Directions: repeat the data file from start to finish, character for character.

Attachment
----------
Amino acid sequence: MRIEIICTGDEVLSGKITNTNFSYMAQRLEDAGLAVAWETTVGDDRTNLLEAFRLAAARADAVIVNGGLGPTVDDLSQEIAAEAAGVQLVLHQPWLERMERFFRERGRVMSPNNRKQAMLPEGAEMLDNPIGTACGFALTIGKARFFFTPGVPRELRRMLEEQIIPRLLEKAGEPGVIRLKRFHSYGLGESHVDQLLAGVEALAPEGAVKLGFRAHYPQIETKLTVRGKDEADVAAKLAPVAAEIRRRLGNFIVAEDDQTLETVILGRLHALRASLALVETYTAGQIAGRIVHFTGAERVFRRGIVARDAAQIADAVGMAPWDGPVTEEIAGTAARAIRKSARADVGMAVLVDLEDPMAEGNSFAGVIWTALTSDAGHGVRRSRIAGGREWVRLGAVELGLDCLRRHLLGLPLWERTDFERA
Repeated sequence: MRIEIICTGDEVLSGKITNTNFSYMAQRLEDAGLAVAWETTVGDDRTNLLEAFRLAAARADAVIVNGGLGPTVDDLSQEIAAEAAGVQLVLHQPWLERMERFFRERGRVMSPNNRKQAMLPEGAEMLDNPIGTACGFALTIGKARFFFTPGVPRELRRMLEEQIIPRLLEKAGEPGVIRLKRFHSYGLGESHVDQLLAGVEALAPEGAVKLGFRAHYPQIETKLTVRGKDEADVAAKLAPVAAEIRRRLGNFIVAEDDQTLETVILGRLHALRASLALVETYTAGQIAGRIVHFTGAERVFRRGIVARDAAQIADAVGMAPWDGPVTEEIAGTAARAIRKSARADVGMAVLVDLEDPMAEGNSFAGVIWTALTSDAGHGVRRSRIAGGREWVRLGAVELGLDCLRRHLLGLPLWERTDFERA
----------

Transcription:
Amino acid sequence: MRIEIICTGDEVLSGKITNTNFSYMAQRLEDAGLAVAWETTVGDDRTNLLEAFRLAAARADAVIVNGGLGPTVDDLSQEIAAEAAGVQLVLHQPWLERMERFFRERGRVMSPNNRKQAMLPEGAEMLDNPIGTACGFALTIGKARFFFTPGVPRELRRMLEEQIIPRLLEKAGEPGVIRLKRFHSYGLGESHVDQLLAGVEALAPEGAVKLGFRAHYPQIETKLTVRGKDEADVAAKLAPVAAEIRRRLGNFIVAEDDQTLETVILGRLHALRASLALVETYTAGQIAGRIVHFTGAERVFRRGIVARDAAQIADAVGMAPWDGPVTEEIAGTAARAIRKSARADVGMAVLVDLEDPMAEGNSFAGVIWTALTSDAGHGVRRSRIAGGREWVRLGAVELGLDCLRRHLLGLPLWERTDFERA
Repeated sequence: MRIEIICTGDEVLSGKITNTNFSYMAQRLEDAGLAVAWETTVGDDRTNLLEAFRLAAARADAVIVNGGLGPTVDDLSQEIAAEAAGVQLVLHQPWLERMERFFRERGRVMSPNNRKQAMLPEGAEMLDNPIGTACGFALTIGKARFFFTPGVPRELRRMLEEQIIPRLLEKAGEPGVIRLKRFHSYGLGESHVDQLLAGVEALAPEGAVKLGFRAHYPQIETKLTVRGKDEADVAAKLAPVAAEIRRRLGNFIVAEDDQTLETVILGRLHALRASLALVETYTAGQIAGRIVHFTGAERVFRRGIVARDAAQIADAVGMAPWDGPVTEEIAGTAARAIRKSARADVGMAVLVDLEDPMAEGNSFAGVIWTALTSDAGHGVRRSRIAGGREWVRLGAVELGLDCLRRHLLGLPLWERTDFERA